Survey: Cyber Risks Ignored by Boards Could Contribute to National Catastrophe - Page 2

For instance, and this isn't in the report, we learned risk managers were popular in financial firms before the collapse last decade and it is believed that all they did was make those who were making the decisions feel that someone else owned the risk. This made the actual decision makers more likely to take unreasonable risks, so, instead of mitigating the problem, risk managers actually unintentionally contributed to the collapse. The survey unfortunately also showcased that the security teams were underfunded and under-resourced with only part-time poorly trained personnel in most cases.

 

Even if one third of the companies are protected, if two thirds of the utilities, government agencies and global corporations (like, say, the phone/network infrastructure companies) fail, it is doubtful the remaining third will be able to continue regardless of the work they have done.

 

Recommendations

 

I ran a security team at IBM and the security service at Giga Information group years ago, and I'm going to enhance the recommendations made in the survey with some of my own. (We put up a slideshow of the survey's recommendations if you want to share it with your people.)

 

The importance of strong security has to happen from the top. Executives and board members need to understand that they will be the ones explaining to customers, investors and government enforcement agencies why they didn't adequately protect their firms, especially given a third of their peers are.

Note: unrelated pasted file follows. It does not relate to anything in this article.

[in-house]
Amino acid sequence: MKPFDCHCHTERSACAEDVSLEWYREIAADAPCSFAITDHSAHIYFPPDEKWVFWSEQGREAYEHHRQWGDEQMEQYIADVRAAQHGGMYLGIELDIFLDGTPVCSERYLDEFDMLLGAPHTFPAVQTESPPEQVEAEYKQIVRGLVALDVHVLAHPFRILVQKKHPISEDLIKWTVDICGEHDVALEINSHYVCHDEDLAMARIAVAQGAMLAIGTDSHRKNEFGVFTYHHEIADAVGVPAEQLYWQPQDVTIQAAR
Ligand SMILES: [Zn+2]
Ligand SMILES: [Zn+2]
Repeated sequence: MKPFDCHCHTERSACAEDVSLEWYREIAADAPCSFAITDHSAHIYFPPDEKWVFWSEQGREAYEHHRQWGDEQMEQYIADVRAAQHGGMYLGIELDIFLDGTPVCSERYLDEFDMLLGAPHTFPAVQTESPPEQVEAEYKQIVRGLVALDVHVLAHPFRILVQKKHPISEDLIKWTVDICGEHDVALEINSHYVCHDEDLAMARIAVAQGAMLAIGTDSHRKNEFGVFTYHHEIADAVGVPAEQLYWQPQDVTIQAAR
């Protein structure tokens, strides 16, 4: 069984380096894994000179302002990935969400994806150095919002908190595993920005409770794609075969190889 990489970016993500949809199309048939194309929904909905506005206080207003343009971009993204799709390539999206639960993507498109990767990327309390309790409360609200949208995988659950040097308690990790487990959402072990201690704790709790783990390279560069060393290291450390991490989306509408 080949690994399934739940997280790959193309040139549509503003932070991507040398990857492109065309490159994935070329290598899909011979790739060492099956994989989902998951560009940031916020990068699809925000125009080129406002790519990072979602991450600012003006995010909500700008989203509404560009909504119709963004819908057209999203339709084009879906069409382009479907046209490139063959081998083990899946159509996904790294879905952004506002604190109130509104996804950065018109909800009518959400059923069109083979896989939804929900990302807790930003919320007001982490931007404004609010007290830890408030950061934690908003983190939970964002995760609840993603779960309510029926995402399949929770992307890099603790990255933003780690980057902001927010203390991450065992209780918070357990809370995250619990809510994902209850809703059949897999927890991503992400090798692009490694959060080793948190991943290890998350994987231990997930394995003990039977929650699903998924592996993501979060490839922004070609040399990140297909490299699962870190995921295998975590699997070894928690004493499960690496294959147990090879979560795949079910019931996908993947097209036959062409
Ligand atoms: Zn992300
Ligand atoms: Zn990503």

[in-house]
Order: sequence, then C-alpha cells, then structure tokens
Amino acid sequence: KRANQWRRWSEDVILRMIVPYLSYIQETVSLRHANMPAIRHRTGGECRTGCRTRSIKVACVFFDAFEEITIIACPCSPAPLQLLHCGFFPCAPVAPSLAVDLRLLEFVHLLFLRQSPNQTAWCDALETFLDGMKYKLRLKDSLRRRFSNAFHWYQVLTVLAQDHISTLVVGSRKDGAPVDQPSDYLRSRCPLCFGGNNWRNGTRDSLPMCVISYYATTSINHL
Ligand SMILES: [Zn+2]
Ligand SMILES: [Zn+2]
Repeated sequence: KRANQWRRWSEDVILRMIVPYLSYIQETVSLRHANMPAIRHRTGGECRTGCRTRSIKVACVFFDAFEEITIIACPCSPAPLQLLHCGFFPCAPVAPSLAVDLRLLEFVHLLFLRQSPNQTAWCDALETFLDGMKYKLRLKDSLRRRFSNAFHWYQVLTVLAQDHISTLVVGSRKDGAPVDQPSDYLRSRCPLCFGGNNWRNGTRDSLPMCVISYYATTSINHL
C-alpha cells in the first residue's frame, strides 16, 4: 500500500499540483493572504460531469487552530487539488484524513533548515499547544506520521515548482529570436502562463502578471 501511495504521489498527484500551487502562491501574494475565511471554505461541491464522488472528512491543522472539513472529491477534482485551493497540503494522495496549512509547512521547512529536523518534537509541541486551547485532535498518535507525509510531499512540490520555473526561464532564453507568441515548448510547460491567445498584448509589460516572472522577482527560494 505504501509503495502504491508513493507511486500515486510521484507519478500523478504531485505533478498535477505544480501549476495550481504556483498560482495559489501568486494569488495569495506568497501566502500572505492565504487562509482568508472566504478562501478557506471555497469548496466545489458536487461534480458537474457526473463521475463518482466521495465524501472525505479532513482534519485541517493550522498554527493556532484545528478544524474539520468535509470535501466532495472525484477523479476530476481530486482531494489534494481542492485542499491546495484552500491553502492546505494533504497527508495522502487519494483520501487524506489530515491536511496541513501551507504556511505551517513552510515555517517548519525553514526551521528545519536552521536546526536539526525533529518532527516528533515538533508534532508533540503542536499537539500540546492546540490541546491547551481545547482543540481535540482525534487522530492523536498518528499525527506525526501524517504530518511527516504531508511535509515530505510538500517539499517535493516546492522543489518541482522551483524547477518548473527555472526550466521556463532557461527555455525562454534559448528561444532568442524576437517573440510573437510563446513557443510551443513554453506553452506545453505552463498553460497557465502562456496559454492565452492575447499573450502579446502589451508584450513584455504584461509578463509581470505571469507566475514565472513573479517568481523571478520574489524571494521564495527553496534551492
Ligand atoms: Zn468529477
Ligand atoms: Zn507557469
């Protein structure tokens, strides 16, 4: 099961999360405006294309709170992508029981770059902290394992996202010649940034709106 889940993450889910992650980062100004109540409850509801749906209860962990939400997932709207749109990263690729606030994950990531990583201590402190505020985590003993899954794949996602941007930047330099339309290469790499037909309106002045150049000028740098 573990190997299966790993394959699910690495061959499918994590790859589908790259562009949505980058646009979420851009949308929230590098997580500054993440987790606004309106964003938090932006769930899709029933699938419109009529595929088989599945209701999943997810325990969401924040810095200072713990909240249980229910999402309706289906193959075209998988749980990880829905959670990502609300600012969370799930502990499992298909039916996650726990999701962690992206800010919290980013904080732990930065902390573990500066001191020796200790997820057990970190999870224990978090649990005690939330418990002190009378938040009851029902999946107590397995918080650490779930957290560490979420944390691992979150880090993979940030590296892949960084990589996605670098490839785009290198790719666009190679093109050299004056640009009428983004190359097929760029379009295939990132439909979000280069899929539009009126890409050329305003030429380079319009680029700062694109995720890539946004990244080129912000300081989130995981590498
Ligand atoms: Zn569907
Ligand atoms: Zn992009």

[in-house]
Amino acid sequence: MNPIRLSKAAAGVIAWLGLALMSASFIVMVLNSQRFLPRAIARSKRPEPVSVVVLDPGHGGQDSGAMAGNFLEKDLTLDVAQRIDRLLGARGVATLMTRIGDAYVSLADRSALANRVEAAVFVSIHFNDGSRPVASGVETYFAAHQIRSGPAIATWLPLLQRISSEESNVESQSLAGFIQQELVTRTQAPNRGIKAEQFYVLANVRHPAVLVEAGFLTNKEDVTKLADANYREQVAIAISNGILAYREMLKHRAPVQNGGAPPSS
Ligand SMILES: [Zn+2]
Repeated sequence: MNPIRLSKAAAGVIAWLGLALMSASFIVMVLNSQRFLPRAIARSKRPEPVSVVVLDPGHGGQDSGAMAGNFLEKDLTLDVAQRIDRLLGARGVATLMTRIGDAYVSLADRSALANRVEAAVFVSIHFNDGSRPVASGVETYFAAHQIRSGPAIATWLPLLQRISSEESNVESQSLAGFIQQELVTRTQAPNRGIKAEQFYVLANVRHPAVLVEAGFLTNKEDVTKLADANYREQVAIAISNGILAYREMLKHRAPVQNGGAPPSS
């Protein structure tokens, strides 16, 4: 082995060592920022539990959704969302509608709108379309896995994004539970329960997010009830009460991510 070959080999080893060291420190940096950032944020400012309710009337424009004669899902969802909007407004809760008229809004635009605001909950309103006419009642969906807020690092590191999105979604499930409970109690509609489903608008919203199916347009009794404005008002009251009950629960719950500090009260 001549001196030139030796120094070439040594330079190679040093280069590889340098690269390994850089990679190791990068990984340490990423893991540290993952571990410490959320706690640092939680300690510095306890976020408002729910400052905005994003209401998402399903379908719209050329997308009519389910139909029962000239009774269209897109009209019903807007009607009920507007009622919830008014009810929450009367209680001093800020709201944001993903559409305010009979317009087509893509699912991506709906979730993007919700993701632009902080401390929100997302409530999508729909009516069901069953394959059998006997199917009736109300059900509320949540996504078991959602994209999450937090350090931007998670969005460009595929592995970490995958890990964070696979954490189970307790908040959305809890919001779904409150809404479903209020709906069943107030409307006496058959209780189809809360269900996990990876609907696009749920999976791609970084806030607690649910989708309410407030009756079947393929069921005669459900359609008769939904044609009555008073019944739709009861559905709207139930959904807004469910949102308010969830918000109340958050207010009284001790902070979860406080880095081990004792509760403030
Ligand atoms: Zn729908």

Make sure security rules and requirements are in place and set from the top. Internal audit should be commissioned in firms where they are not (and it was part of my mission when I was an auditor in charge) to confirm adequate protections are in place and to report to the board on the adequacy of security. This should be done no less than annually and the board should receive progress reports no less than monthly on any open critical exposures until they are mitigated.

 

Boards should ask for and receive regular reports (at least quarterly) on known threats and whether the firm is mitigating them adequately.

 

The security budget should be broken out of the CIO's budget, aggregated and both physical and electronic methods assured. This is not a "discretionary" expense anymore than insurance is and it must be adequate to protect against a catastrophic event. And this also means that actual insurance against related loss should be in place as well.

 

Finally, disaster recovery plans should include the likely failure of key portions of the firm's infrastructure from utilities to suppliers should a regional or national attack be successful. These plans shouldn't just include the site, either, but what employees should do if telephones and Internet services go down or their work sites become non-viable.

 

Wrapping Up: Out of Sight Shouldn't Be Out of Mind

 

With governments moving to cyber attacks, which can expand beyond their intended targets, Anonymous-like organizations picking broad targets and criminal attacks becoming more prevalent (and expensive), boards and executives ignore this risk at their, and their firms', peril. This survey showcases that the time to get moving to mitigate these exposures was years ago and that if companies don't come up to speed they may not be around to regret their lack of focus. It also suggests that an attack, were it collectively damaging, could wipe out businesses and infrastructure on a national, if not global, scale. This suggests our very survival may depend on companies and governments becoming more serious about making sure they don't become part of the coming catastrophe.



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